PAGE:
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AUSTRALIAN MEDICAL ASSOCIATION (WA)
The AMA (WA) has welcomed the hundreds of new doctors who joined the State’s health system this month, but remains concerned that continued cuts to services and staff will see Western Australia in the same internship crisis currently impacting the rest of the country.
“We are delighted at the addition of more than 300 Interns to our public health system, and we hope this will go a long way in alleviating the existing pressures in WA Health,” AMA (WA) President Dr Michael Gannon said today.
“However, we need to ensure our Interns have an accessible and unfettered training pathway ahead, to enable us to get the specialists and General Practitioners this State so desperately needs.
Dr Gannon pointed to existing bottlenecks in the training pipeline and urged governments on both state and federal levels to guarantee adequate training positions for new doctors to arm themselves with essential clinical experience.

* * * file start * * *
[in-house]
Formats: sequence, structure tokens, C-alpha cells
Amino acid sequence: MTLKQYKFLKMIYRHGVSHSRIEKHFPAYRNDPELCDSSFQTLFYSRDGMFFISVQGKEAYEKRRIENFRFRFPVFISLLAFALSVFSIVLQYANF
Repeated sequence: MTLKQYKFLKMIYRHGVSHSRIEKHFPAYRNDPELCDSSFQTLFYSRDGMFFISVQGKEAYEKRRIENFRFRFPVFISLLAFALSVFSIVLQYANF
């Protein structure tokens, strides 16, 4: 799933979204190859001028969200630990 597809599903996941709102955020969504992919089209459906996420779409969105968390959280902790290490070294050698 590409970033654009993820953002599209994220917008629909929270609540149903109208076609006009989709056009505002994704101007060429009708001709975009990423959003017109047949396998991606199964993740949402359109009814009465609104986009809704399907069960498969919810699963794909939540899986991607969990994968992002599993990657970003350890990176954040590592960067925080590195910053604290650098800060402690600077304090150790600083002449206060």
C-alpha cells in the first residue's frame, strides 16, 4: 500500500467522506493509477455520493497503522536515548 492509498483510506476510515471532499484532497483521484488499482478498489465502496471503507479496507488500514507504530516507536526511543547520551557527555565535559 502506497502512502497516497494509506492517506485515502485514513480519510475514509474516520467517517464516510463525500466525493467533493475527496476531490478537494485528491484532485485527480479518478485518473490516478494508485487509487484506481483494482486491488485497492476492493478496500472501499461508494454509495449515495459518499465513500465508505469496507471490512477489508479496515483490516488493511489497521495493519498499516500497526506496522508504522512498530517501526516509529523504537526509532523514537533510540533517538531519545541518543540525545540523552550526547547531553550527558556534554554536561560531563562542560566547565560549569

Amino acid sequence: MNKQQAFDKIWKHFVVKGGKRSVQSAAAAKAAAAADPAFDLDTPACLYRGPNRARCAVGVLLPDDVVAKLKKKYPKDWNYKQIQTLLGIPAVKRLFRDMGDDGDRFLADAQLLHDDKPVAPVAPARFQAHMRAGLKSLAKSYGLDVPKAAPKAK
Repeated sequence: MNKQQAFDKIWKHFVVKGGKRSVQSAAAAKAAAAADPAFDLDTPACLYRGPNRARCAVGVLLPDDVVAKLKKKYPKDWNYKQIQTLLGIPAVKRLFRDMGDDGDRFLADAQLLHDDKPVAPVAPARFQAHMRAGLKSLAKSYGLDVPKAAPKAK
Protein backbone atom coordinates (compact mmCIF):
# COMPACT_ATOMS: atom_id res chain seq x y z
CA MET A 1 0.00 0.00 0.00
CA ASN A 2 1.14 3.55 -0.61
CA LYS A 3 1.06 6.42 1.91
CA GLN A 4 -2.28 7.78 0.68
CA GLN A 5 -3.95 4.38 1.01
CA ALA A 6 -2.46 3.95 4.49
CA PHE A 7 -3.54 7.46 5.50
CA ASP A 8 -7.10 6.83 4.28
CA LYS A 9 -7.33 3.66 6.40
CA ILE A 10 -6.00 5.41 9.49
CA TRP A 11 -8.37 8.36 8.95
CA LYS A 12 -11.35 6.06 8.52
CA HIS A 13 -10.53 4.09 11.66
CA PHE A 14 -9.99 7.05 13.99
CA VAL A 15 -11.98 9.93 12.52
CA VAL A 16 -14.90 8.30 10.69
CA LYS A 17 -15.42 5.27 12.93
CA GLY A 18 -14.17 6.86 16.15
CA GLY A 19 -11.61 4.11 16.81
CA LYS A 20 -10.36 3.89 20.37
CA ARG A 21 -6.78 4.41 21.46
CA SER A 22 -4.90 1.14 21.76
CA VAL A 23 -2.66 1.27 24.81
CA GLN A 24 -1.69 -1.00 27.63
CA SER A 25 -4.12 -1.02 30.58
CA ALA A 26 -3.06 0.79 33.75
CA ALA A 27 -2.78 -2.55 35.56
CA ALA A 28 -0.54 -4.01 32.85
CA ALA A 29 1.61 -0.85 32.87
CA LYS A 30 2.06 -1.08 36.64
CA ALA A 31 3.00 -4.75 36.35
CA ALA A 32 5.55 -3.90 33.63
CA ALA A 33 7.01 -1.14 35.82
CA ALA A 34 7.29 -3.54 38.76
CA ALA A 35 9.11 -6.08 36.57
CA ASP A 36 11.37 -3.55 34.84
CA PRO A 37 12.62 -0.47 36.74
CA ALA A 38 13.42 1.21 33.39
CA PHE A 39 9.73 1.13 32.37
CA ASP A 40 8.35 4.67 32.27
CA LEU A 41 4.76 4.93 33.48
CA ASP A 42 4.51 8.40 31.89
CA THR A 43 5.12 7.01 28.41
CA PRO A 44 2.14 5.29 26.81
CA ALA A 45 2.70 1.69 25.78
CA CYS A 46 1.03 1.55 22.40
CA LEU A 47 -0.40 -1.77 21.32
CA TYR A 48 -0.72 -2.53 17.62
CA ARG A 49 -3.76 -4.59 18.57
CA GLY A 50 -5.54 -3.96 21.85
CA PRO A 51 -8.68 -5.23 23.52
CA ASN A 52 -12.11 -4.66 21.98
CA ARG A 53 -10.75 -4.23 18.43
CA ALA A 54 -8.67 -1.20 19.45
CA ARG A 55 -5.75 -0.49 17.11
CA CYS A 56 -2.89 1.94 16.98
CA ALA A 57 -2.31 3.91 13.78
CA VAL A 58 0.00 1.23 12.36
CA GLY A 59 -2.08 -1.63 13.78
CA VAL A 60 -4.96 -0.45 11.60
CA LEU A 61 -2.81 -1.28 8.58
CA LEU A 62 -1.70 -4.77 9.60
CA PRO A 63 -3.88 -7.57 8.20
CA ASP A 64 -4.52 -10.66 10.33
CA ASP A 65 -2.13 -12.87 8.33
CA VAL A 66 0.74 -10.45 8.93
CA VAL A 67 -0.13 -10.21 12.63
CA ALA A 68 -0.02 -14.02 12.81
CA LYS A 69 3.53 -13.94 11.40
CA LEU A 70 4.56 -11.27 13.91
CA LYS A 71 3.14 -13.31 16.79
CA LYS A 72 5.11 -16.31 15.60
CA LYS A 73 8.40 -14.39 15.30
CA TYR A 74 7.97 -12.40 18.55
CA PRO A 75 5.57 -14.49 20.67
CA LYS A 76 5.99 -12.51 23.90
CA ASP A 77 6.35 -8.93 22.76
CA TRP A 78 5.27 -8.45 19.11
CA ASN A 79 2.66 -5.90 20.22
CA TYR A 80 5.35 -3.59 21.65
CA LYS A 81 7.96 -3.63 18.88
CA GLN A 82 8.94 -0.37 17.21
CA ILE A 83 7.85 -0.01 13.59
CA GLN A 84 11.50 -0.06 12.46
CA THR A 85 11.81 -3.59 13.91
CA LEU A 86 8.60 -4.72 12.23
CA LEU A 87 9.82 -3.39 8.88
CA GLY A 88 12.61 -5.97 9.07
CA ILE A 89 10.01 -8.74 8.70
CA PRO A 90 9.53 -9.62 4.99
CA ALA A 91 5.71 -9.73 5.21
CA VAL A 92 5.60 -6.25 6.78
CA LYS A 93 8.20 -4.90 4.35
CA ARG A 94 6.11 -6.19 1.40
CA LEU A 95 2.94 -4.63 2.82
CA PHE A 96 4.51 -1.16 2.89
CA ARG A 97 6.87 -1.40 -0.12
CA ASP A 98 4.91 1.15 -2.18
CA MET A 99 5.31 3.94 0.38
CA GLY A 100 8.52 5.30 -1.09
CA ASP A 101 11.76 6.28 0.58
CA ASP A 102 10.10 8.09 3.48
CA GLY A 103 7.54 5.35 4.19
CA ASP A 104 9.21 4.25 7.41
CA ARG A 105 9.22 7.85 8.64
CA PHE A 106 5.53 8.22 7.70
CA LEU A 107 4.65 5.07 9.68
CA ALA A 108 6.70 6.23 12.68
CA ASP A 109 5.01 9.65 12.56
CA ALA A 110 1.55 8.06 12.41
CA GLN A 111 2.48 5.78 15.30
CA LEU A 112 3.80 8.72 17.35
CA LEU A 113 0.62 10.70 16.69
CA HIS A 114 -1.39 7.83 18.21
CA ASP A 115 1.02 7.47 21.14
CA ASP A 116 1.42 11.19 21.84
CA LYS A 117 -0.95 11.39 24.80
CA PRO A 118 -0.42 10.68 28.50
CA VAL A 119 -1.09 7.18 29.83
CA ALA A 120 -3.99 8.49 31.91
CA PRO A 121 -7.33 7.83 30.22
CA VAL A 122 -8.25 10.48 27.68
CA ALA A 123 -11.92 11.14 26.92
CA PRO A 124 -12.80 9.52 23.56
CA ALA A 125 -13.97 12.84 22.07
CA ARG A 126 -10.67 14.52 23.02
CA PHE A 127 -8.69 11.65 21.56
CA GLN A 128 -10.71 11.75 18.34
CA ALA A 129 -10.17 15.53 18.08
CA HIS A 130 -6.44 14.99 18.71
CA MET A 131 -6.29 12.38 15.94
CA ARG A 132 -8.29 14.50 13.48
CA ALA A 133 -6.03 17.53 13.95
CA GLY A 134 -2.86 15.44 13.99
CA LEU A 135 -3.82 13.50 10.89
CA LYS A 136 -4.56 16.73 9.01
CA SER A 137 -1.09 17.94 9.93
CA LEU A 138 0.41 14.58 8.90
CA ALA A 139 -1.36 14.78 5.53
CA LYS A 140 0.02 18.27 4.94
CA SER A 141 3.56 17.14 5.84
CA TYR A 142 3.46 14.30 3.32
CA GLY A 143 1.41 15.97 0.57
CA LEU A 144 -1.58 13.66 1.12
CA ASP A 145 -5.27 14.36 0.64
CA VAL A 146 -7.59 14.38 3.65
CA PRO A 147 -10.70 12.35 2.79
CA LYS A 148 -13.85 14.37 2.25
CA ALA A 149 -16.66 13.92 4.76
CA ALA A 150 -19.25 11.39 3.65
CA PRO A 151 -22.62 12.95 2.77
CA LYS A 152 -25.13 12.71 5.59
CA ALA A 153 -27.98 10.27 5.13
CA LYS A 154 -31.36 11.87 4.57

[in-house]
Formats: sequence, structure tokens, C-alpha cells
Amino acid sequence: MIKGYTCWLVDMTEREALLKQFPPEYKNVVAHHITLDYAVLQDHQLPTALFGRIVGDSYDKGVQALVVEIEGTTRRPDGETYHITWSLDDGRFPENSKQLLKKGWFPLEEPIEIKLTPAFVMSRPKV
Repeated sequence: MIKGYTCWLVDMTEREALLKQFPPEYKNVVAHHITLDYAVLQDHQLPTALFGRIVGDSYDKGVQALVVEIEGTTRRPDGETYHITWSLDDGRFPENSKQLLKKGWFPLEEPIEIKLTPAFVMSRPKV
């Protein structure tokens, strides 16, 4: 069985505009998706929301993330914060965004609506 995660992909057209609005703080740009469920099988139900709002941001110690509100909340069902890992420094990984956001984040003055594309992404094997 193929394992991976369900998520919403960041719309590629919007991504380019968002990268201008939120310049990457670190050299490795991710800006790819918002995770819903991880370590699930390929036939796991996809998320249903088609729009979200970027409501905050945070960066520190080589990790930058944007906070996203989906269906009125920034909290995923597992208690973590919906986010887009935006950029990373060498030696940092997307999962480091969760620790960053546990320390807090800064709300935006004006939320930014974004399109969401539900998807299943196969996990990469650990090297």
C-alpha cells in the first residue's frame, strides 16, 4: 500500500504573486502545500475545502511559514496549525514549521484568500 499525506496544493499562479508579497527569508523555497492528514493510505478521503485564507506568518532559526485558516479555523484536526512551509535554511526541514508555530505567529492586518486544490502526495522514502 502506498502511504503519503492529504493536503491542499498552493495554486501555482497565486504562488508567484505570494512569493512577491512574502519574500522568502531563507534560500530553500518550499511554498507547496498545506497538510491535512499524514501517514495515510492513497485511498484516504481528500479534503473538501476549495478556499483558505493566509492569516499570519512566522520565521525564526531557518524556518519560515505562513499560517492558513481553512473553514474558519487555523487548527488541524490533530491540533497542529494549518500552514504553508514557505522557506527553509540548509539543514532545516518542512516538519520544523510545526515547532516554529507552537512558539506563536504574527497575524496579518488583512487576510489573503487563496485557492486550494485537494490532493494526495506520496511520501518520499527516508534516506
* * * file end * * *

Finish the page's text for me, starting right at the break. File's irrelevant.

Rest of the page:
“It doesn’t help when a handful of players, politicians and bureaucrats erroneously decide that the best way to help solve WA’s supposed doctor shortage is to build a new medical school.
“This will only exacerbate the crisis of insufficient training positions for junior doctors, and the maldistribution of services we see across WA.
“We must also ensure that senior clinicians who can train, supervise and guide our Interns, are not ripped out of the system as a consequence of the government’s financial mismanagement,” Dr Gannon said.
Dr Michael Page, Co-Chair of the AMA (WA)’s Doctors in Training Committee also welcomed WA’s newest Interns to the next phase of real-world clinical medicine.
“With the transition comes increased responsibility, longer hours at work and immense pressure. Balance becomes difficult, and downtime for recuperation and reflection is hard to find,” Dr Page said.
“However, the AMA (WA) and its Doctors in Training Committee is here to help Interns through this initial and very significant chapter of their medical careers.
“We advise Interns to maintain interests outside medicine, make time for friends and family, and pursue healthy lifestyle habits.
“If they see unsafe work practices, be it due to inadequate supervision, gruelling rosters, workplace bullying or harassment, we strongly encourage them to call it out.
“We urge them to take care of themselves, and their colleagues, because if doctors burn out, who will look after their patients?” Dr Page said.